Lockheed Martin to build new radar systems to help protect warfighters with counter-battery fire

ABERDEEN PROVING GROUND, Md., 7 Oct. 2015. Radar experts at Lockheed Martin Corp. will build and maintain AN/TPQ-53 radar systems for the U.S. Army to help protect deployed warfighters from rockets, mortar rounds, and artillery shells.

Lockheed Martin to build new radar systems to help protect warfighters with counter-battery fire
Lockheed Martin to build new radar systems to help protect warfighters with counter-battery fire
ABERDEEN PROVING GROUND, Md., 7 Oct. 2015. Radar experts at Lockheed Martin Corp. will build and maintain AN/TPQ-53 radar systems for the U.S. Army to help protect deployed warfighters from rockets, mortar rounds, and artillery shells.

Officials of the Army Contracting Command at Aberdeen Proving Ground, Md., awarded two contracts last week to the Lockheed Martin Mission Systems and Training segment in Liverpool, N.Y., to build and maintain AN/TPQ-53 land-based radar systems.

The Lockheed Martin AN/TPQ-53 counter-fire target acquisition radar is designed to detect, classify, and track incoming rockets, artillery, and mortars, and pinpoint the location of the launchers to direct counter-battery fire.

The solid-state phased array radar works in either 360- or 90-degree modes, and is replacing the aging AN/TPQ-36 and AN/TPQ-37 medium-range radars now in the Army’s inventory.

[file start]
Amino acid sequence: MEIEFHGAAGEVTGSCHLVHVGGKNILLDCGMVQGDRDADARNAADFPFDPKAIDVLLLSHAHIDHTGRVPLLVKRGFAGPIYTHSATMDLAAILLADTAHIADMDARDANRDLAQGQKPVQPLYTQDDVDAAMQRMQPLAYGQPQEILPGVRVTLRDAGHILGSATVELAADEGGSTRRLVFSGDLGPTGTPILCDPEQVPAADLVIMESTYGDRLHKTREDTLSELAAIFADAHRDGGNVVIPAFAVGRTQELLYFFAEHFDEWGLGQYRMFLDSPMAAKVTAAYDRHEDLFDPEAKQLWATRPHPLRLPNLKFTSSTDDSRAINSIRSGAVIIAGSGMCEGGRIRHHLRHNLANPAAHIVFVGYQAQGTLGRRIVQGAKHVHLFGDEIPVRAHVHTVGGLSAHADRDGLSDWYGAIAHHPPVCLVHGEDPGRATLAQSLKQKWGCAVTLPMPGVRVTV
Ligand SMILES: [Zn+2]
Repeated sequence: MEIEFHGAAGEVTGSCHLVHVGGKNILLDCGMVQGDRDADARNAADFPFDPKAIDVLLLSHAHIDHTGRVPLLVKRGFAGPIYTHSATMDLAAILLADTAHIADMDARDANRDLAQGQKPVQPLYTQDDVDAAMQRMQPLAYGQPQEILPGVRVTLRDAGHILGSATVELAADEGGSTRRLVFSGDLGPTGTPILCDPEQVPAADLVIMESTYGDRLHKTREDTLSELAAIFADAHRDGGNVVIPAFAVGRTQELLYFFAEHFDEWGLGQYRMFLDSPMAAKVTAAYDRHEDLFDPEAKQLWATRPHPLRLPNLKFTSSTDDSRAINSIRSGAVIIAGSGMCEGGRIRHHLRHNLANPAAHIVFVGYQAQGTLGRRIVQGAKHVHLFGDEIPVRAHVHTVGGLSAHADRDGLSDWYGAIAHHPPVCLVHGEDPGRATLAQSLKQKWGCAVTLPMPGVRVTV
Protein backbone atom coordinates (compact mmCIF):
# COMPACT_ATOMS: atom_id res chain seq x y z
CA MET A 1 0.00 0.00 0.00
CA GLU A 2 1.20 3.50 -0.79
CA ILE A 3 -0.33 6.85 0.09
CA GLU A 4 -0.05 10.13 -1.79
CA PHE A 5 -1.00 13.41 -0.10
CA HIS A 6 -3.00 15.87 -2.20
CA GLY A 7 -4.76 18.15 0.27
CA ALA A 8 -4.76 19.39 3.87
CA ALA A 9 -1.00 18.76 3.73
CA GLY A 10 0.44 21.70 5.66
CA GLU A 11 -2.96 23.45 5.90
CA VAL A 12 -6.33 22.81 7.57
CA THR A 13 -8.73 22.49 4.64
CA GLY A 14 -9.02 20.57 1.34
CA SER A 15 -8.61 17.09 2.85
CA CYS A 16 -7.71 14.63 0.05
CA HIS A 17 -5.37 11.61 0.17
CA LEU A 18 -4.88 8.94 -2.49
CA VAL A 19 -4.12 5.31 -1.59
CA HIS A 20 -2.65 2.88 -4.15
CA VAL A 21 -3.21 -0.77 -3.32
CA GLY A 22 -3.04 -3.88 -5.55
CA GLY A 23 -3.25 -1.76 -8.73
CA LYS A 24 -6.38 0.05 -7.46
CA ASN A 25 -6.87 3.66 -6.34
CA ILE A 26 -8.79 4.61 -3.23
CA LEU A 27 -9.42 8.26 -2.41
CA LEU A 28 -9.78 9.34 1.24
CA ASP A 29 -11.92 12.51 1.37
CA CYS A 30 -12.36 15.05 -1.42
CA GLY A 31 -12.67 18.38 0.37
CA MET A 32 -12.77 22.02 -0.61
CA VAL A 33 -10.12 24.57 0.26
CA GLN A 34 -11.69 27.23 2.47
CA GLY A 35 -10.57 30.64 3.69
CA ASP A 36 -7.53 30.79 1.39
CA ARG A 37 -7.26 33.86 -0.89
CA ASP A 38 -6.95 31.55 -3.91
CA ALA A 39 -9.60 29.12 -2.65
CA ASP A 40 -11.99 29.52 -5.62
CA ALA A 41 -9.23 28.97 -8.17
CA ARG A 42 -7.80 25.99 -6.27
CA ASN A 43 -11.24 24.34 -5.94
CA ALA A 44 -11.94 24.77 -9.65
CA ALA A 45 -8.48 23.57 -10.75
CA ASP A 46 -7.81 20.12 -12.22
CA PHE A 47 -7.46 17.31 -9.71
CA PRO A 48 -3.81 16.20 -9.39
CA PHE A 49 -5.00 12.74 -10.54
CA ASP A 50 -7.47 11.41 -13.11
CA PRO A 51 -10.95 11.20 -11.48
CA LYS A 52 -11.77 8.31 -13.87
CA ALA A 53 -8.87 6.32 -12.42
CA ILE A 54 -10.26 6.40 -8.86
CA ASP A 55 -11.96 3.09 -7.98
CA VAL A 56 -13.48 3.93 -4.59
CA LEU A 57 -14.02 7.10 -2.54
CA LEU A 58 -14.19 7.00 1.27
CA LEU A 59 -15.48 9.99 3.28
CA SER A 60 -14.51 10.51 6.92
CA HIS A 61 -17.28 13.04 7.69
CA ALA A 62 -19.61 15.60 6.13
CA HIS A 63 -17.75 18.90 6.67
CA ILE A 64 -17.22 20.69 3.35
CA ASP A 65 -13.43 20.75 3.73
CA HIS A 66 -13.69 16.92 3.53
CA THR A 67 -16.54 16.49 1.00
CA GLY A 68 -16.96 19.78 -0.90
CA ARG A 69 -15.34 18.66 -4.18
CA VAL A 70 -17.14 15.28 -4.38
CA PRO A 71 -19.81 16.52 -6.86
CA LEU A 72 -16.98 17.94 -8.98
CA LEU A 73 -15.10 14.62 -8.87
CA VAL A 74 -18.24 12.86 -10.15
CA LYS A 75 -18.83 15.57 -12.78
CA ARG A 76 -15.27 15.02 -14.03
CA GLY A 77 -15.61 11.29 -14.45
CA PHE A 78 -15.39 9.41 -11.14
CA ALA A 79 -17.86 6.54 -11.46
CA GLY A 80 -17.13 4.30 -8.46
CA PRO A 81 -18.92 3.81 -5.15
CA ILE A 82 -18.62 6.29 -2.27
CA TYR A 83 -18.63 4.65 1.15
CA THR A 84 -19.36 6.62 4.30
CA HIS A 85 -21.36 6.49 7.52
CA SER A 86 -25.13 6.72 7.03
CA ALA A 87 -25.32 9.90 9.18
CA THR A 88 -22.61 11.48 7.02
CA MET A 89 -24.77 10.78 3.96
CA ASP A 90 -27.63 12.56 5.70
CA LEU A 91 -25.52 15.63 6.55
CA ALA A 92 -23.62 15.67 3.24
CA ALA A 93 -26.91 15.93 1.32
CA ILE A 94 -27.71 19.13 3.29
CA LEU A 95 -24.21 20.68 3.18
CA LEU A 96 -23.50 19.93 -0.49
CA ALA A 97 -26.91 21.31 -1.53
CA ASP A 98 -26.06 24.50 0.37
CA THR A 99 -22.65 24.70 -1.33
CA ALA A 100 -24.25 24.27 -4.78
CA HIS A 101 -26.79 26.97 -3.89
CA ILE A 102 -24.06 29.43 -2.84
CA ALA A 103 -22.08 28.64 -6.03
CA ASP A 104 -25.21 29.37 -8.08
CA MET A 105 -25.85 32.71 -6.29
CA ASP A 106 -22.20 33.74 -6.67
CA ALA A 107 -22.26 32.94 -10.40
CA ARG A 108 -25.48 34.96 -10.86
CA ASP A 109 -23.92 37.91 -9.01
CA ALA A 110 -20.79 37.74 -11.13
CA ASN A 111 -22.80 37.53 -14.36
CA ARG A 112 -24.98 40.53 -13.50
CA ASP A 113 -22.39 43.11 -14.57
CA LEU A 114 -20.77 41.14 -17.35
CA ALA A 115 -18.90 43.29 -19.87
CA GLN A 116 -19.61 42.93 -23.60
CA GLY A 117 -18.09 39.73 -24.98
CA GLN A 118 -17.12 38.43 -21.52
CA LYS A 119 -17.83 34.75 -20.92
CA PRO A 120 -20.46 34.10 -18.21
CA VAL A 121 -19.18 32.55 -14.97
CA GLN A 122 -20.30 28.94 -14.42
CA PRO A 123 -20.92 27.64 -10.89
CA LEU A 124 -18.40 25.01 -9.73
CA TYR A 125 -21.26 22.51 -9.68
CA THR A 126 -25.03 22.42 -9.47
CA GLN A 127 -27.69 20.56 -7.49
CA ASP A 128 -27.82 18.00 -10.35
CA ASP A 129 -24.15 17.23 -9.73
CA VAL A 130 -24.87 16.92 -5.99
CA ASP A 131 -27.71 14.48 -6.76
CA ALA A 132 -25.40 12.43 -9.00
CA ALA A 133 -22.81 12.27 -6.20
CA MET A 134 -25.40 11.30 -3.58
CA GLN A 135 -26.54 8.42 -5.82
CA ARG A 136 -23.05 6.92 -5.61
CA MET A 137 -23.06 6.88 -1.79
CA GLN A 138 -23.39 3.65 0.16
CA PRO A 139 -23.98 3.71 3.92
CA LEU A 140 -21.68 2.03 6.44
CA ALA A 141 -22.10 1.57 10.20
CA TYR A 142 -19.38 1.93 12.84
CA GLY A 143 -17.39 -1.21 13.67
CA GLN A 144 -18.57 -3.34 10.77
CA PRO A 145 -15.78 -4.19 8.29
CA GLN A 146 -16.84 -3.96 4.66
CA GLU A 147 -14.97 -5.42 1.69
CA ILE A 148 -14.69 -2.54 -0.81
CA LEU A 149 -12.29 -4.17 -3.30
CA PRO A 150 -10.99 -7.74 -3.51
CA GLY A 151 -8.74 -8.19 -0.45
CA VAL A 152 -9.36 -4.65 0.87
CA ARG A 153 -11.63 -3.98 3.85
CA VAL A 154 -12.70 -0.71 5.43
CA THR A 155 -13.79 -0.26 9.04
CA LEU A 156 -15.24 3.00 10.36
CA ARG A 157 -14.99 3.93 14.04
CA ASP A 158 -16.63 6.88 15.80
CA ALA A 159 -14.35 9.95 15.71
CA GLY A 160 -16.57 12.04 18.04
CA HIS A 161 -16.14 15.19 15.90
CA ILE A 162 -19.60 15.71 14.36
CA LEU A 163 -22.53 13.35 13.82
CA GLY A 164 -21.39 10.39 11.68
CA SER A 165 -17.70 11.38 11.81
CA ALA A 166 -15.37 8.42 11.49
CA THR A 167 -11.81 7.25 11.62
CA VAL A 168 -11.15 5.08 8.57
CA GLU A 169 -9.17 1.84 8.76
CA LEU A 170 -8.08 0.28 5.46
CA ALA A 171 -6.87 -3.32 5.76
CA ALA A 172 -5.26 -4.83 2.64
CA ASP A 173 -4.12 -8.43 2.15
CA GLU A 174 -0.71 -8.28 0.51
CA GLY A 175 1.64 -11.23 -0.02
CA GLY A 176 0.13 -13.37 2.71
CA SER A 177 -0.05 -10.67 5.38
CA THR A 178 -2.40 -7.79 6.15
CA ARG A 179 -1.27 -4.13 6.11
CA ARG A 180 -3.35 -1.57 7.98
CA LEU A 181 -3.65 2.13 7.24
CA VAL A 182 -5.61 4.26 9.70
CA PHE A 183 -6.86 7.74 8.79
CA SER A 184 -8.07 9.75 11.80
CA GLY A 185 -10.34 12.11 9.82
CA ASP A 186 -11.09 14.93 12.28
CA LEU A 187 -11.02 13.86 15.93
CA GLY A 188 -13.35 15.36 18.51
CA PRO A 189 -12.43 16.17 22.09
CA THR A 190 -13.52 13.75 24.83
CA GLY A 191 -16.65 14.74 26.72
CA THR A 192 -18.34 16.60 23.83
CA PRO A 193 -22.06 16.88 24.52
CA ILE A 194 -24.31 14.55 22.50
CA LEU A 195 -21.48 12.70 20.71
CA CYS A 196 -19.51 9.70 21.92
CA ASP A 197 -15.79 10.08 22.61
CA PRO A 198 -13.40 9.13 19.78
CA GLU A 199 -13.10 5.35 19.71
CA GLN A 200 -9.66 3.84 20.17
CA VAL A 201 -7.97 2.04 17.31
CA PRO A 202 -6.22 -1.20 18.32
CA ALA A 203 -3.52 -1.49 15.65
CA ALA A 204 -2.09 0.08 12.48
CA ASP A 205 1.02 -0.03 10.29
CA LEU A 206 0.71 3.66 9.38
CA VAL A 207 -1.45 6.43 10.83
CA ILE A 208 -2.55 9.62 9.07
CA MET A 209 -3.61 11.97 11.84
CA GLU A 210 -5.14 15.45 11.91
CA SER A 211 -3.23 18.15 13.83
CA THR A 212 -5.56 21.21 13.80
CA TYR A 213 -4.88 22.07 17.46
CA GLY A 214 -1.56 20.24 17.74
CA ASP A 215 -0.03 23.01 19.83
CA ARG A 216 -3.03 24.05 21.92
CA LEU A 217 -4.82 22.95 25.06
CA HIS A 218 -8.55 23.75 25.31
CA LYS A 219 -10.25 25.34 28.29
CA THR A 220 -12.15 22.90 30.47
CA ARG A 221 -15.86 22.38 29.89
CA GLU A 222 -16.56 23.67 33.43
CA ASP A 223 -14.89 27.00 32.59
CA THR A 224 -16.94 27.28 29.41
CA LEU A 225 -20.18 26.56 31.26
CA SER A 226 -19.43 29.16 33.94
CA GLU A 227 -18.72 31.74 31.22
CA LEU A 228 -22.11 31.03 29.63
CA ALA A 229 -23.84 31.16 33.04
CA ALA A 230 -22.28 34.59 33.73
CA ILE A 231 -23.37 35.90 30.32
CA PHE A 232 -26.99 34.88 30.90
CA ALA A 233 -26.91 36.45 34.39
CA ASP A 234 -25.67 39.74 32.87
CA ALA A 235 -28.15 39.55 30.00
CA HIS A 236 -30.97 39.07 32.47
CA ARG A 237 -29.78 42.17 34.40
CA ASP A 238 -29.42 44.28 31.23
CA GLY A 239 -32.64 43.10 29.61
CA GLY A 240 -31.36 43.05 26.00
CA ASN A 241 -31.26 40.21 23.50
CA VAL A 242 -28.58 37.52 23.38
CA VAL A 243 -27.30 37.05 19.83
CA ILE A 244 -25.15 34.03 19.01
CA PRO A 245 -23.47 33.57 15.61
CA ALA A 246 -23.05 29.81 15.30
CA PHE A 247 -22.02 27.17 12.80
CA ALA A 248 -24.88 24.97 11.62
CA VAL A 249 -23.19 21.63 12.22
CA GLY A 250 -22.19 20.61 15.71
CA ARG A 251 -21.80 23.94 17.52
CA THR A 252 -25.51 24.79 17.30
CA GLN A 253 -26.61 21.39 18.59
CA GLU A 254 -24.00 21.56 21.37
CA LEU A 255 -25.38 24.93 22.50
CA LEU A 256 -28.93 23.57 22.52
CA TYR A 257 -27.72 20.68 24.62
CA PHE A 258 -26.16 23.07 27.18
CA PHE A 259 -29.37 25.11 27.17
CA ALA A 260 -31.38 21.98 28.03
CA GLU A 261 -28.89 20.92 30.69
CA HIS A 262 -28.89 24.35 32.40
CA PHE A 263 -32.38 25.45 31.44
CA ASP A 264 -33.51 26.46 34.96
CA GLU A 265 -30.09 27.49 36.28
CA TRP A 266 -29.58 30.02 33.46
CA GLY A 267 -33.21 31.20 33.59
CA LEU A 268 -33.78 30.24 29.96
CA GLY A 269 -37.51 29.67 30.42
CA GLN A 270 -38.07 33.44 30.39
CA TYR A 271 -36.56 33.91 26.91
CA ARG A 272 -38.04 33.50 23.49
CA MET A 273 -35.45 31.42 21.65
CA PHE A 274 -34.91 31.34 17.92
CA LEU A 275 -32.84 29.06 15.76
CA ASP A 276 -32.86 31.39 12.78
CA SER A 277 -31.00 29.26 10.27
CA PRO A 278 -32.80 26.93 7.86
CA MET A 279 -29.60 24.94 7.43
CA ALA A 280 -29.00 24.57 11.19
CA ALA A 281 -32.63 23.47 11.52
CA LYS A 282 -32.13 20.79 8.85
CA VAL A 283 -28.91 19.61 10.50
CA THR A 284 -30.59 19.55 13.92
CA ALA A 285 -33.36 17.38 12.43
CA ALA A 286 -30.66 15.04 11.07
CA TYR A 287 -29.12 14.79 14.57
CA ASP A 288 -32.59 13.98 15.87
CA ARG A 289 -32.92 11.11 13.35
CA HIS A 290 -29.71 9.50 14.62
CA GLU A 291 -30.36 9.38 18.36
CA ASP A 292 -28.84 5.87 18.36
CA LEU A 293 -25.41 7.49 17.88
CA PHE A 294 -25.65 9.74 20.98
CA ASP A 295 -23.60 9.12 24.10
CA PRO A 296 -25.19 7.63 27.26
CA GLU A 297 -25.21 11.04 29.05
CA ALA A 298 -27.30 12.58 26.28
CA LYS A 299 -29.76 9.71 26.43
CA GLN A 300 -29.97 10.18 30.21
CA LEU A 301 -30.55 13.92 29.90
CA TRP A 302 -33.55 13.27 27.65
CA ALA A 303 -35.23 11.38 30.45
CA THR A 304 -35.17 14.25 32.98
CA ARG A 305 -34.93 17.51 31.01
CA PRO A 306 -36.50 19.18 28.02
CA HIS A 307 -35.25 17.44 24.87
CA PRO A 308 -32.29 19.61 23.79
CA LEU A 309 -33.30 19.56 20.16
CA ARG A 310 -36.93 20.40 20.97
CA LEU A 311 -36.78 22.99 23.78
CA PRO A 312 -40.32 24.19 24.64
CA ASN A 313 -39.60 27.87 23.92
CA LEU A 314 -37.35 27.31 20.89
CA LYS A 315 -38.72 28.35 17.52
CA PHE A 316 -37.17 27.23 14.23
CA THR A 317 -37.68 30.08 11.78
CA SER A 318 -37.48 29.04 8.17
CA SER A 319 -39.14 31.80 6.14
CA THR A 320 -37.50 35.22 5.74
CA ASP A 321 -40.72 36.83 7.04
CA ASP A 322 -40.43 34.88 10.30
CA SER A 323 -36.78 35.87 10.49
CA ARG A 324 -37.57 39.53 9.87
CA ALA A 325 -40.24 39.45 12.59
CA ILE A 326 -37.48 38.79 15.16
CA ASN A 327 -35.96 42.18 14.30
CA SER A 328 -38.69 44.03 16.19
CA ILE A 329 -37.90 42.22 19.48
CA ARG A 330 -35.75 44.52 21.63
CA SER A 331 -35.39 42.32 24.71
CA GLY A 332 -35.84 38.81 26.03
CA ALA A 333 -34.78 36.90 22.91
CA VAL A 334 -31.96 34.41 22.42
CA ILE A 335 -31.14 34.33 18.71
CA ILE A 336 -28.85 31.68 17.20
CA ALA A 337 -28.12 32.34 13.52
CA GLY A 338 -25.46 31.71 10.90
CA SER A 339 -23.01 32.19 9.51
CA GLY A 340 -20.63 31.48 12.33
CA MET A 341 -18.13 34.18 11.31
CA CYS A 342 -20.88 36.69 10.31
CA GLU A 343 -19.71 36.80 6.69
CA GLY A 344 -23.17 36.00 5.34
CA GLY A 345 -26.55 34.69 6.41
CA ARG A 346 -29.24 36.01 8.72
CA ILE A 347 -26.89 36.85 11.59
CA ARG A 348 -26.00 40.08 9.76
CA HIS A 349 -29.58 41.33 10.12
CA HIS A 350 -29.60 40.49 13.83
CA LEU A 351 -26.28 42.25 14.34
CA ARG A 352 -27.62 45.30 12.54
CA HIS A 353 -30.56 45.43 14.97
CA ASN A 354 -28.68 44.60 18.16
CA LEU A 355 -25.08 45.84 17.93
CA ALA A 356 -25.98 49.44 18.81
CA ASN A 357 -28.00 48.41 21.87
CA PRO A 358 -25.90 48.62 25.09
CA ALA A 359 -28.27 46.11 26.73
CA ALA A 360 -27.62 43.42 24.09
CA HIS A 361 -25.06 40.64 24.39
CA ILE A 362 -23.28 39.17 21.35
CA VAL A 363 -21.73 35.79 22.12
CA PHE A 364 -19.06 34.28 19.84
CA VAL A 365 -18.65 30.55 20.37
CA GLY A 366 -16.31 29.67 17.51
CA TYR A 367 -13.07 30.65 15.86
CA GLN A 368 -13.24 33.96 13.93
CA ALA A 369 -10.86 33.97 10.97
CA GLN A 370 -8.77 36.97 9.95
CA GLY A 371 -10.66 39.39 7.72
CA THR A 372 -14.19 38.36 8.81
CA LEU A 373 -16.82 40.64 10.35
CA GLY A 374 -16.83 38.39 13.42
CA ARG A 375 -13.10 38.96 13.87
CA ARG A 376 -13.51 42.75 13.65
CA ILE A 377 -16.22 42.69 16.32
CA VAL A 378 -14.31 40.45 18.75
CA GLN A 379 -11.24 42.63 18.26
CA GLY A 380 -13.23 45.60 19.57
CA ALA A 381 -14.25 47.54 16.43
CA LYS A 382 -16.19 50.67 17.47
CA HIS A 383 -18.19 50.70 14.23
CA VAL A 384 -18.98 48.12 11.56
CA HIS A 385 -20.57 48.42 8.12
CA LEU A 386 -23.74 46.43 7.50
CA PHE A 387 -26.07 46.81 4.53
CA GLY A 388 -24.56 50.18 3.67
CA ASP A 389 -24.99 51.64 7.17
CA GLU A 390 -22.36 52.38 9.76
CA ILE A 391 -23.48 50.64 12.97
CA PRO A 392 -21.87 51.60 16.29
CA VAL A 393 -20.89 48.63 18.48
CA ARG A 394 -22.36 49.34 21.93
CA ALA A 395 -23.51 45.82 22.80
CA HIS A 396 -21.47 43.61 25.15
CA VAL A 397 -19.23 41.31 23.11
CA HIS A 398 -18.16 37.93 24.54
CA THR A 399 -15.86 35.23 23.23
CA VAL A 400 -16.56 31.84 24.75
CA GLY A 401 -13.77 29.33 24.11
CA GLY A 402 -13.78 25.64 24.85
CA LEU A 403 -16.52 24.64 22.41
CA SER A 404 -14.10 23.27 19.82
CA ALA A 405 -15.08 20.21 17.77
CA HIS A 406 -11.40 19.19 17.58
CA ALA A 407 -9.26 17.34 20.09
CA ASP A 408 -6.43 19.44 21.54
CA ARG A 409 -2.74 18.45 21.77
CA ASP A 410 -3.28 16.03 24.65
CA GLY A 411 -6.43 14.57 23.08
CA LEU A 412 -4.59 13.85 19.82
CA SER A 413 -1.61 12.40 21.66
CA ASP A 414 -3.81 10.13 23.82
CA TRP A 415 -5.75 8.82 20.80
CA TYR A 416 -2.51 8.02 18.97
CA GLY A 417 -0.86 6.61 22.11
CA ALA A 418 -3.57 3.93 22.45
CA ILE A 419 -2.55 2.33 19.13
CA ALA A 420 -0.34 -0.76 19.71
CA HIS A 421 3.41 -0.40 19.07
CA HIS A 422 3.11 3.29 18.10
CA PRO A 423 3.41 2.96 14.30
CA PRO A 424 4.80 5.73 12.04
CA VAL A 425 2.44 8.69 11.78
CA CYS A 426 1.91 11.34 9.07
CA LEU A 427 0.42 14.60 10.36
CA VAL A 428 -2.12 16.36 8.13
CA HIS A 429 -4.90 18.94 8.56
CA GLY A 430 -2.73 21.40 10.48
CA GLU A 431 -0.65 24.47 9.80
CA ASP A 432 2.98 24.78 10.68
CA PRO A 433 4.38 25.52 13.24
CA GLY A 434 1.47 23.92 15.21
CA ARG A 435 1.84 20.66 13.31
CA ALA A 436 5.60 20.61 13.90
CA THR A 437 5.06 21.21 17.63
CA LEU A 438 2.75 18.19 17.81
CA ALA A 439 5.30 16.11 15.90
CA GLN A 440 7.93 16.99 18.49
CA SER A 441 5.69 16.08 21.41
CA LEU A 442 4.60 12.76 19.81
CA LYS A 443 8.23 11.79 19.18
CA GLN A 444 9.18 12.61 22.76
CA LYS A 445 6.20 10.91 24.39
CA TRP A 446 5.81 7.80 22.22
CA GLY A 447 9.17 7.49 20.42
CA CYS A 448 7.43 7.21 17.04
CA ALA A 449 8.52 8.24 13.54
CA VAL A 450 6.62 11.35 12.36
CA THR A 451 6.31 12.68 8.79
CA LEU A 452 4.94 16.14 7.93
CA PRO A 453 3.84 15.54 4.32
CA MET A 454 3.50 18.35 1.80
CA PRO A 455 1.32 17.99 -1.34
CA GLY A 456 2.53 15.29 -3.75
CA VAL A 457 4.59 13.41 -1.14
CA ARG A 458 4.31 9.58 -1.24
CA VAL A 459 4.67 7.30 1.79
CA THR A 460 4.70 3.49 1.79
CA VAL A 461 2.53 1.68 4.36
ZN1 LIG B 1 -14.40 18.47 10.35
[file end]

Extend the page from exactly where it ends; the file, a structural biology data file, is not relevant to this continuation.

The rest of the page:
The contracts, both announced on 30 Sept., involve procuring and maintaining AN/TPQ-53 radars. The first contract, for $85 million, is to purchase seven new AN/TPQ-53 IP radar systems. The second contract, for $33.4 million, is for interim contractor support services for all AN/TPQ-53 radar systems this year.

Related: Lockheed Martin wins U.S. Army contract to deliver AN/TPQ-53 Firefinder radar, formerly EQ-36

Mounted on a five-ton Oshkosh Defense battlefield truck, users can deploy the AN/TPQ-53 quickly to support heavy, medium and light forces. The target acquisition subsystem contains the radar on a truck and tows the power generator. A second truck carries an operations control shelter, backup power generator, and two additional soldiers.

Soldiers can operate the AN/TPQ-53 remotely using a laptop computer or from the equipped climate-controlled shelter. The radar’s software enables it to interface with the Army Battle Command Systems. Compared to currently deployed systems, the AN/TPQ-53 offers greater mobility, increased reliability and supportability, lower life-cycle cost, and reduced crew size, Lockheed Martin officials say.

On these contracts Lockheed Martin will do the work in Liverpool, N.Y.; and Moorestown, N.J., and should be finished by September 2017. For more information contact Lockheed Martin Mission Systems and Training online at www.lockheedmartin.com/us/mst, or the Army Contracting Command at Aberdeen Proving Ground at www.acc.army.mil/contractingcenters/acc-apg.

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